A Look at Seacoast Microbreweries and Bars
The Local's Guide to Portsmouth
Portsmouth brewing has deep roots. As far back as 1882, the city had lager bragging rights, with the country’s largest brewery — the venerable Frank Jones — located right here. The region’s current beer scene is a big attraction for visitors who will have no trouble finding their way to the taps, but locals are just as thirsty and tend to know where to look for the freshest new brews. Craft beer staples such as Redhook are still good, but, for the heart of the Portsmouth brewing community, you’ll have to go micro.
Throwback Brewery’s Annette Lee (left) and Nicole Carrier.
Earth Eagle Brewings
165 High Street in Portsmouth
Butch Heilshorn and his brother-in-law Alex McDonald had been homebrewing for a few years when they decided to open Earth Eagle. The Seacoast has no shortage of great nano- and microbreweries, but theirs is the only one that uses gruit. “Back in medieval times, gruit referred to your secret little blend of herbs that you would have for your beer,” explains Heilshorn. But Earth Eagle doesn’t keep their herbal blends secret; they proudly list ingredients such as juniper, coltsfoot and sweet gale on their chalkboard. To keep things authentic, they actually hire a forager to find seasonal plants in the New Hampshire woods. “She came in with these crazy hunter orange berries,” Heilshorn says, remembering the time they made a Mountain Ash gruit, “and I was like, ‘all right, what kind of beer can I put these in?’”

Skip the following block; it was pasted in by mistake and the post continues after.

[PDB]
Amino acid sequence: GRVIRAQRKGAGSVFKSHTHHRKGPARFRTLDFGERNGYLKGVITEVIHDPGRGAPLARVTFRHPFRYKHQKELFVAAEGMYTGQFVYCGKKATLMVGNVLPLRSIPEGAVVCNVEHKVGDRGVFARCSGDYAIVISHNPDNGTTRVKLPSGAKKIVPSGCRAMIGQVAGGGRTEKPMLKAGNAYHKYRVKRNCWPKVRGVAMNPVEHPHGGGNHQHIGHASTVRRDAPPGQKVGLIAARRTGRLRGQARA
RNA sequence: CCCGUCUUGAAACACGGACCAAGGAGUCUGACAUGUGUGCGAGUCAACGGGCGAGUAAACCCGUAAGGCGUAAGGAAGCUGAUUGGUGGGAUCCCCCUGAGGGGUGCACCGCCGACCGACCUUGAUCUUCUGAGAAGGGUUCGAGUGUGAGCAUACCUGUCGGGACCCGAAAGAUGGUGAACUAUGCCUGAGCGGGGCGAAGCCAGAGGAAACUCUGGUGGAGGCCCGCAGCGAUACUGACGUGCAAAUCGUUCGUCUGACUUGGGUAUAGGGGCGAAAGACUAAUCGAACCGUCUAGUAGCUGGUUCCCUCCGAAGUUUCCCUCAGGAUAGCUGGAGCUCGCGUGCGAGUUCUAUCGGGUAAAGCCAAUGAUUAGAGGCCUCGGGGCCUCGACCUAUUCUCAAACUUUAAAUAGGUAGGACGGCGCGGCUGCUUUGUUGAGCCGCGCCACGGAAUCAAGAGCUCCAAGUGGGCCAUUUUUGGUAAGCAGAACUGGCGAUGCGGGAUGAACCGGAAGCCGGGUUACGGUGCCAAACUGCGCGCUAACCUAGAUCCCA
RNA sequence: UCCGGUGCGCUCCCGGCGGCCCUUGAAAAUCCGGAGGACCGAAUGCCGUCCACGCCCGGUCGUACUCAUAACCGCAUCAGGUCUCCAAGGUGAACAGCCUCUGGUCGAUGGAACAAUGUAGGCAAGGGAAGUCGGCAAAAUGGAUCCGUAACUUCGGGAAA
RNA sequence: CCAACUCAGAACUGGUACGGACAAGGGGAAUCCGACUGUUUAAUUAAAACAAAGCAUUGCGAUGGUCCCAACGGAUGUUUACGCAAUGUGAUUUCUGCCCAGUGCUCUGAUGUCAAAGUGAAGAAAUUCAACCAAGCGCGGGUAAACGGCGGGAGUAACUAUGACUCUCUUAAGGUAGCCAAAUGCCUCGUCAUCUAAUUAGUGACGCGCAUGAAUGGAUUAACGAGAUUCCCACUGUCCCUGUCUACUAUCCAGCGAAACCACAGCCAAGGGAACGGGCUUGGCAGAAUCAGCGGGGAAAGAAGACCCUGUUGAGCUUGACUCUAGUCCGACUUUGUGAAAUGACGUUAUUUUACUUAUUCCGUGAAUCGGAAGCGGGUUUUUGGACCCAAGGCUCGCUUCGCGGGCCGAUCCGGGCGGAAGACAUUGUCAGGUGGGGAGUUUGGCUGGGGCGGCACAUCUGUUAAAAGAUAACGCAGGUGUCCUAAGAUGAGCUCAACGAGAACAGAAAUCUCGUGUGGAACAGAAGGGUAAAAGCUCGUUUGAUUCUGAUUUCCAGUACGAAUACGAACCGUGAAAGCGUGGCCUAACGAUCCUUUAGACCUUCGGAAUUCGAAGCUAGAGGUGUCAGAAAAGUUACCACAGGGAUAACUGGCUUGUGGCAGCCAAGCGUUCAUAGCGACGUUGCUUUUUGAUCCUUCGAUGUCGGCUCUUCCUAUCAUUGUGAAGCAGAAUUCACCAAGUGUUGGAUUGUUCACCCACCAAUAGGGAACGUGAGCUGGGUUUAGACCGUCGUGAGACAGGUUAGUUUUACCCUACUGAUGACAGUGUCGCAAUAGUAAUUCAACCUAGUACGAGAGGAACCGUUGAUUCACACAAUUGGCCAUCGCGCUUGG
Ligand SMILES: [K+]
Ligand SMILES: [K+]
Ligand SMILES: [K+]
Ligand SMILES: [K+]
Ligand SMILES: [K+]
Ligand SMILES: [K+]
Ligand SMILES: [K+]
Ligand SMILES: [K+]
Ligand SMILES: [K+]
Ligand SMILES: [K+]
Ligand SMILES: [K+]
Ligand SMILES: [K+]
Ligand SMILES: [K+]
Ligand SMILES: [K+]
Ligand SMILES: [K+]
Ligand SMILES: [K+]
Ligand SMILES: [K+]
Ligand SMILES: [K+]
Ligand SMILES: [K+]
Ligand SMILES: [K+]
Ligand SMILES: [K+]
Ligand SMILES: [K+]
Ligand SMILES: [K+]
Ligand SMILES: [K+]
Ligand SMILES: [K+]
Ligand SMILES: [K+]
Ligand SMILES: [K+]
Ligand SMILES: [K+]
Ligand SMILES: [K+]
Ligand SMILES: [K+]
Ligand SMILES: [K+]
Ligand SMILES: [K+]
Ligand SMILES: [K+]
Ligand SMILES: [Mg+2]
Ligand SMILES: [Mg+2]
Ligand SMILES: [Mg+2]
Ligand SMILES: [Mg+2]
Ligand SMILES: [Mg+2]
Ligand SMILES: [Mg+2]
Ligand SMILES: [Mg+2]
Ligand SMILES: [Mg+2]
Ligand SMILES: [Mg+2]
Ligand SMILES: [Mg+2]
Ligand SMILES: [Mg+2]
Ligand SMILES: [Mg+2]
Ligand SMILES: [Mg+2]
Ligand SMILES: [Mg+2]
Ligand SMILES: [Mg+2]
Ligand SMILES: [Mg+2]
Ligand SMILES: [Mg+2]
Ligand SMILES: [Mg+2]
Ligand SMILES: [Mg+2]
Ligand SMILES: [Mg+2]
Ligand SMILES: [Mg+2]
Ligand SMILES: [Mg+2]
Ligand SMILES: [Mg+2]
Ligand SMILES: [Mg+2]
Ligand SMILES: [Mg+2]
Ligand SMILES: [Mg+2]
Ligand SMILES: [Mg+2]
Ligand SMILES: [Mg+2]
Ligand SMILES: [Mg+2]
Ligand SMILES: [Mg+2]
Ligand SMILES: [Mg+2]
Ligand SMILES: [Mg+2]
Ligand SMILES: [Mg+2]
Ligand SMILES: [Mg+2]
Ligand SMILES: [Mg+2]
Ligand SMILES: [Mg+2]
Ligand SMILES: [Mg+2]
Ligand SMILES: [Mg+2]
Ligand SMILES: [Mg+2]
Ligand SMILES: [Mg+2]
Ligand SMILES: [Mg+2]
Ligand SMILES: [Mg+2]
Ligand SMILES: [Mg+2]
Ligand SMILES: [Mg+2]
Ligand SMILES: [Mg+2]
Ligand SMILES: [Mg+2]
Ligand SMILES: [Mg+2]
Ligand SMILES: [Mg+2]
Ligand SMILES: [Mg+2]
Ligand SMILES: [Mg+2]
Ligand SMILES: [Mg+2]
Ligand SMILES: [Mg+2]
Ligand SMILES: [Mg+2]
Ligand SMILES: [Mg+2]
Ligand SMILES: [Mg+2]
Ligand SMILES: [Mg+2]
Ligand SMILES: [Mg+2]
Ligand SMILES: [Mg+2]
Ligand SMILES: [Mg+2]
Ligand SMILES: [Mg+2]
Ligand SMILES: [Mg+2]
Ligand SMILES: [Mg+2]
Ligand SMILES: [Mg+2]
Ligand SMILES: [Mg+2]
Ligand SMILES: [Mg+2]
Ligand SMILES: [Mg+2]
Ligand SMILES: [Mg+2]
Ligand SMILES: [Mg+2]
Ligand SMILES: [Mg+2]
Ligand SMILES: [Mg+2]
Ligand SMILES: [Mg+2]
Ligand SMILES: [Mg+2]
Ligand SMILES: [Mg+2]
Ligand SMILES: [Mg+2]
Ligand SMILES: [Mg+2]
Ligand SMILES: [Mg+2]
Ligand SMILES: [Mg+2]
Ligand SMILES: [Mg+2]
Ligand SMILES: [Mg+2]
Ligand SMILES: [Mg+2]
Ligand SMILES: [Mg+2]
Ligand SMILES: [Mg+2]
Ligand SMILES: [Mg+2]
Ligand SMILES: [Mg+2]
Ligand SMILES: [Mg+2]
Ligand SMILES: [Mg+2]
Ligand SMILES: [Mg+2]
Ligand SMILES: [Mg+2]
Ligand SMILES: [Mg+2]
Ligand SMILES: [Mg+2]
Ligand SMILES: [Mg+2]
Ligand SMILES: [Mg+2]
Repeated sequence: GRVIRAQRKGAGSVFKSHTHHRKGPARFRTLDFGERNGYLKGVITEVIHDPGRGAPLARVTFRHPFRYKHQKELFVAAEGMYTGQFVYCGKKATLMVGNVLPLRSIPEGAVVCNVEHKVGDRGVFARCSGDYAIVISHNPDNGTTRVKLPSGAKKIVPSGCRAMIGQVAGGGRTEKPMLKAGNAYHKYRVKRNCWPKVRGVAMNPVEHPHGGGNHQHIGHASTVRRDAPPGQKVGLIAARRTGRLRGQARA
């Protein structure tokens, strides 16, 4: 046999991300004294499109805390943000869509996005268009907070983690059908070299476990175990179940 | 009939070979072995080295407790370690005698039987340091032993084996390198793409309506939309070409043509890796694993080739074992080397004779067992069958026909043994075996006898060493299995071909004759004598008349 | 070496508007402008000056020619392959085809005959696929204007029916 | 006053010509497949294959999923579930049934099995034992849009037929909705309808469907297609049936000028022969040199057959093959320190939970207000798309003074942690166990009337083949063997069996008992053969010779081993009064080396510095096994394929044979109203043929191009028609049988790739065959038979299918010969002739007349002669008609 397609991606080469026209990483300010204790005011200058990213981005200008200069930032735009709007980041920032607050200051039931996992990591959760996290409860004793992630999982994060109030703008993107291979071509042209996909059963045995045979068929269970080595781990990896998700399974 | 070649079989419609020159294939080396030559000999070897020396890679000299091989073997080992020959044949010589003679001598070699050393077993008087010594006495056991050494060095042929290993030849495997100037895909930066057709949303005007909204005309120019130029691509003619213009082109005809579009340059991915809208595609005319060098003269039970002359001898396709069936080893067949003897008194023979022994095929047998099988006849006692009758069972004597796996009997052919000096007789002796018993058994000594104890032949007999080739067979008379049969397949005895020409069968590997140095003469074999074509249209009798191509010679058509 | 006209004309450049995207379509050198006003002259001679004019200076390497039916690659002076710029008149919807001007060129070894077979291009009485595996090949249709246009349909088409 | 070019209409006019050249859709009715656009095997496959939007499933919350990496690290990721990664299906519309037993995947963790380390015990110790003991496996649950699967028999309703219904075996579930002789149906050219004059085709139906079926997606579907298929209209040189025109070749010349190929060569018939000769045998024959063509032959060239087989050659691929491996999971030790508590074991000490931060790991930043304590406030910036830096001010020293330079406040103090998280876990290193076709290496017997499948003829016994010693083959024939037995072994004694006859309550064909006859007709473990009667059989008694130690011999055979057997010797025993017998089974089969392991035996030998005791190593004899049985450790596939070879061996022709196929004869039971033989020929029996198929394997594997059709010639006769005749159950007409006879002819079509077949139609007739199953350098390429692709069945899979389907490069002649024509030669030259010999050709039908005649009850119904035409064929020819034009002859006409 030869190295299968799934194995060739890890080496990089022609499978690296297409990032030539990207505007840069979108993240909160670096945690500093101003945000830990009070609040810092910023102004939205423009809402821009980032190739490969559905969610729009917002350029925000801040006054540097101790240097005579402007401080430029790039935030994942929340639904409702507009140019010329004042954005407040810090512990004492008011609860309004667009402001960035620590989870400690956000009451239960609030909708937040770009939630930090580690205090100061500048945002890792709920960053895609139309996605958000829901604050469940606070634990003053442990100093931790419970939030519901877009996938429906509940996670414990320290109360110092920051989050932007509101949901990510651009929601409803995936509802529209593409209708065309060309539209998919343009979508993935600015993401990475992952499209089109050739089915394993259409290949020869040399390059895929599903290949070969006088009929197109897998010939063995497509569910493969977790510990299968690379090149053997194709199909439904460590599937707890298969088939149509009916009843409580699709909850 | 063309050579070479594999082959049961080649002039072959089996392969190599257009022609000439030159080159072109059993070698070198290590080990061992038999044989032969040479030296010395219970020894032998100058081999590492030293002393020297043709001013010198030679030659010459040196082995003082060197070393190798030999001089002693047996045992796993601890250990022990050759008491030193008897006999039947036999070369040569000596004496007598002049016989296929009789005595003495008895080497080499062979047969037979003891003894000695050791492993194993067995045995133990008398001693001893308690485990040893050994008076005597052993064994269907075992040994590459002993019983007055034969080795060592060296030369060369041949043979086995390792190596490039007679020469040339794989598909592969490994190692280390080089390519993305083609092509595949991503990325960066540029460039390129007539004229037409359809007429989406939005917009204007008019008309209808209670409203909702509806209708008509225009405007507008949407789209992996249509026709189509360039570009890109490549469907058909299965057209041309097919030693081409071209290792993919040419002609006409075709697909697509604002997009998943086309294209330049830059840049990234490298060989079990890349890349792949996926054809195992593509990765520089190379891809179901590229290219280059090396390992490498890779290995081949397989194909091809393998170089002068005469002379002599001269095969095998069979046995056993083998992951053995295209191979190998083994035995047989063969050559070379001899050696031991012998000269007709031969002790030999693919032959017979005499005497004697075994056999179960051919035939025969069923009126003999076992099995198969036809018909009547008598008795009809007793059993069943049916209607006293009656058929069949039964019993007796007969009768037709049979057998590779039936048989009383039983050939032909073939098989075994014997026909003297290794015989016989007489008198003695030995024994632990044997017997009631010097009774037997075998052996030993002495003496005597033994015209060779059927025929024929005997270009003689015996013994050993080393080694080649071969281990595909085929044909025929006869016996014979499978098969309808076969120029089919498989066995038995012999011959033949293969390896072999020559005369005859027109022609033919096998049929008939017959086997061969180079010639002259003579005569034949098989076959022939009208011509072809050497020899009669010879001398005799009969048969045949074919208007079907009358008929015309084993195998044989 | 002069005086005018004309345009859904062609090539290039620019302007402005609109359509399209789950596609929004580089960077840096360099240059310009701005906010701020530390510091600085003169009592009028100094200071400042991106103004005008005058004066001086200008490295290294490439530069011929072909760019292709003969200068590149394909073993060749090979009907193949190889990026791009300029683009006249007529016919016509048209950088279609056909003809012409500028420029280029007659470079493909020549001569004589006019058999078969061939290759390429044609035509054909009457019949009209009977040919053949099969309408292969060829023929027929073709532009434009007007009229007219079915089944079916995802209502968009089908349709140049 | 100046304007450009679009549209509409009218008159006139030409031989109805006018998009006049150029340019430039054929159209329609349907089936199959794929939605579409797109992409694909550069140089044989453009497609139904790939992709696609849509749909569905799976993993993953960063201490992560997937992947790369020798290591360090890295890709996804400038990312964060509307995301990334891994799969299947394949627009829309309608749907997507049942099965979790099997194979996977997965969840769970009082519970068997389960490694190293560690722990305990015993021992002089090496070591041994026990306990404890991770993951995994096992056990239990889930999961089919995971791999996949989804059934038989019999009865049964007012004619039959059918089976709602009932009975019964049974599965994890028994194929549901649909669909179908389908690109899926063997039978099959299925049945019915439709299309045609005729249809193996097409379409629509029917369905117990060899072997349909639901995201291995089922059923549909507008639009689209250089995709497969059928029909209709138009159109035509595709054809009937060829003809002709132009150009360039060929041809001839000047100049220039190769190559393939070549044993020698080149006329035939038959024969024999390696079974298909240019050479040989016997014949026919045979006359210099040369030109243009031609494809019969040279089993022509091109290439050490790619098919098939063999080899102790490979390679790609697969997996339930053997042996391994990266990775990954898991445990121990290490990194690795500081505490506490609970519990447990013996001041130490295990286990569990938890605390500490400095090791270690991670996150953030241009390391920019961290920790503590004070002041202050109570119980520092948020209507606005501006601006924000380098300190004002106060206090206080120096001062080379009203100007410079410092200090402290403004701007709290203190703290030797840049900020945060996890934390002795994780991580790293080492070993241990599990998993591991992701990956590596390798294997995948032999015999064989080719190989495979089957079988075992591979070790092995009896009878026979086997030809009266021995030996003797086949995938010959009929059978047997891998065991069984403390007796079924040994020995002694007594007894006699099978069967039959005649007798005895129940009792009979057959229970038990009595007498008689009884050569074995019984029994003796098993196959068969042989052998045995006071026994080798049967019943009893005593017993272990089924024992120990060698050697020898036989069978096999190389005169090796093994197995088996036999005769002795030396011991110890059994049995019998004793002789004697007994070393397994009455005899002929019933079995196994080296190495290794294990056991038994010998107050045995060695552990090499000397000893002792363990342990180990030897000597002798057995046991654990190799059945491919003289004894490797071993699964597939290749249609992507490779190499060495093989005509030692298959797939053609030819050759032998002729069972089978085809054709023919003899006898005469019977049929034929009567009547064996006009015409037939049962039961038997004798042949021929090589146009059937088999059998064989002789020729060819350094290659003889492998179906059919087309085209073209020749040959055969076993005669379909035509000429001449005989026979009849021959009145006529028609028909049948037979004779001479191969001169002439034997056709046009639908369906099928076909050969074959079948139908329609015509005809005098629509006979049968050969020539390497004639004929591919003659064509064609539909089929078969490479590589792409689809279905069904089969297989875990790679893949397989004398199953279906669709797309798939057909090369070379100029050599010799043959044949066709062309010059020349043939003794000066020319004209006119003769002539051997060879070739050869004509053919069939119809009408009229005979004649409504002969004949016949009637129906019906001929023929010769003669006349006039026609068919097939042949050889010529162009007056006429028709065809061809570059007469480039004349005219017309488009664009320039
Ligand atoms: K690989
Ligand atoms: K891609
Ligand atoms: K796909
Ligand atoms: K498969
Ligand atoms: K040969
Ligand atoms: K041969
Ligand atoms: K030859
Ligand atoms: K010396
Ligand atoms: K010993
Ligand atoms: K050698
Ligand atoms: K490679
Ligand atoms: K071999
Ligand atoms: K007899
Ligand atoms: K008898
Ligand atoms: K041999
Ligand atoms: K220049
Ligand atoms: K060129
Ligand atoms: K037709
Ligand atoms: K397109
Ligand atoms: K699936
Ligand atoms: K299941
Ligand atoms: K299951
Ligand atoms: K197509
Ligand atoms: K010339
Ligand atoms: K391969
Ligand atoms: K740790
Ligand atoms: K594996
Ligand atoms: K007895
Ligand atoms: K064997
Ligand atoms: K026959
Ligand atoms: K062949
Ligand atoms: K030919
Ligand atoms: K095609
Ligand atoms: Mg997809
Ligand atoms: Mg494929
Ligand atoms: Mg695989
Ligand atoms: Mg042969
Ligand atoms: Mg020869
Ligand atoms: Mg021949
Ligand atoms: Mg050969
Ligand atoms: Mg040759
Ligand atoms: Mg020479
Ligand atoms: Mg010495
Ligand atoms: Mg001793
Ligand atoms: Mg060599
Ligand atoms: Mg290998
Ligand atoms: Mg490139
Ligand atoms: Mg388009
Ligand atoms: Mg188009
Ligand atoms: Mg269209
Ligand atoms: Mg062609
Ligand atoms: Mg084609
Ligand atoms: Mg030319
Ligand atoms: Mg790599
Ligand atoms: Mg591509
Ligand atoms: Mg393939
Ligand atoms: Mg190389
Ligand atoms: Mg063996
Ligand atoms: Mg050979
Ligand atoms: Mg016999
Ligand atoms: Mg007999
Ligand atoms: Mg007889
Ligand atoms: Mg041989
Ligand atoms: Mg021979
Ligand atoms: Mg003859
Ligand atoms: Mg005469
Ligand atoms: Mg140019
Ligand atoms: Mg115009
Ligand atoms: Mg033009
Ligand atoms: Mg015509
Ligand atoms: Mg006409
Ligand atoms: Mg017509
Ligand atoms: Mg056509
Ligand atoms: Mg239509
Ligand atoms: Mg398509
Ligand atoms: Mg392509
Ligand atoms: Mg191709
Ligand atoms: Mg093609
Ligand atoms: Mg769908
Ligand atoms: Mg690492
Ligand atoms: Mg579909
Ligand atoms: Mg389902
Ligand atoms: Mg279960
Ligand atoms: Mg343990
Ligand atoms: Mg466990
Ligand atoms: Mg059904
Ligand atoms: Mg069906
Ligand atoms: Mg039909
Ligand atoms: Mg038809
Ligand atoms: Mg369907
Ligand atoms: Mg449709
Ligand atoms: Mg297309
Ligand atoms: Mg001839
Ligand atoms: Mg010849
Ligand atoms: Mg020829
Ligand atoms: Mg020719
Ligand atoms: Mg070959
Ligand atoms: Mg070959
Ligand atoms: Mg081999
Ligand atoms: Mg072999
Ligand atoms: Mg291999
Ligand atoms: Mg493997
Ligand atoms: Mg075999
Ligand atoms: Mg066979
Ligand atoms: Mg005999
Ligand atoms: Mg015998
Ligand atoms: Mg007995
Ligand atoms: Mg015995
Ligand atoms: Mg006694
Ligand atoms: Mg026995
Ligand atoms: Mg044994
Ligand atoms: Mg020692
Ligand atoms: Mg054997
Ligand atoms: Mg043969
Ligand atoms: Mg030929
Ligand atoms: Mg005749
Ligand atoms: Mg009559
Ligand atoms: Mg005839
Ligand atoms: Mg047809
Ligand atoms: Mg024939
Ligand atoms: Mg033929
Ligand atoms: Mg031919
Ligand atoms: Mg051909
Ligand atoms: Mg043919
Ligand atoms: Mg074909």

7 Hobbs Road in North Hampton
Throwback Brewery is also famous for its effort to source ingredients locally, creating beers such as their Maple-Kissed Wheat Porter and Rhubarb Wit in a renovated farmhouse only eight miles from Market Square.
Tributary Brewing Co.
10 Shapleigh Road in Kittery, Maine
Tod Mott started Tributary Brewing in 2014 after 11 years down the road at Portsmouth Brewery. It was there that he invented his world-famous Kate the Great, dubbed 2007’s Best Beer in America by BeerAdvocate —and while the rights stayed with Portsmouth, the recipe traveled with the brewer. Try Tributary’s Mott the Lesser for a strikingly similar brew to the award-winning original.
If you like the breweries above then you might want to check out some of New Hampshire Magazine's other favorite seacoast breweries:
56 Market Street in Portsmouth
Beara Irish Brewing Co.
2800 Lafayette Road in Portsmouth
Great Rhythm Brewery and Taproom
105 Bartlett Street in Portsmouth
Want even more breweries and beer news? Visit our New Hampshire Beer Guide at nhmagazine.com/beer
Now that you’ve figured out your beer order, where should you drink it?
The Press Room
77 Daniel Street in Portsmouth
The 41-year-old Press Room offers live music daily on two different stages. Shuffling through the dim brick space feels like visiting an old speakeasy; French horns and violins from the corner, tables tightly clustered together and a standing crowd at the bar make this the place to bump elbows with locals.
Coat of Arms
174 Fleet Street in Portsmouth
If you blink, you might miss this downtown British pub. Look for the bold blue door hidden in the wall, break through the gaggle of smokers outside and walk up the carpeted stairs past the antique phone booth. Here, you’ll find local cask beers, a snooker table and, on Sundays, the best trivia night in town.
The Rusty Hammer
49 Pleasant Street in Portsmouth
Originally owned by Russel “Rusty” Hammer (whom you can still catch manning the bar), this bar has always been a local, blue-collar staple, similar to State Street Saloon or Kittery’s Corner Pub. What sets Rusty apart is that it has changed with the times without losing its original charm. Having expanded the beer taps to include 32 craft and domestic beers, they’re one of the few local bars able to transcend the dichotomy of old Portsmouth and new Portsmouth.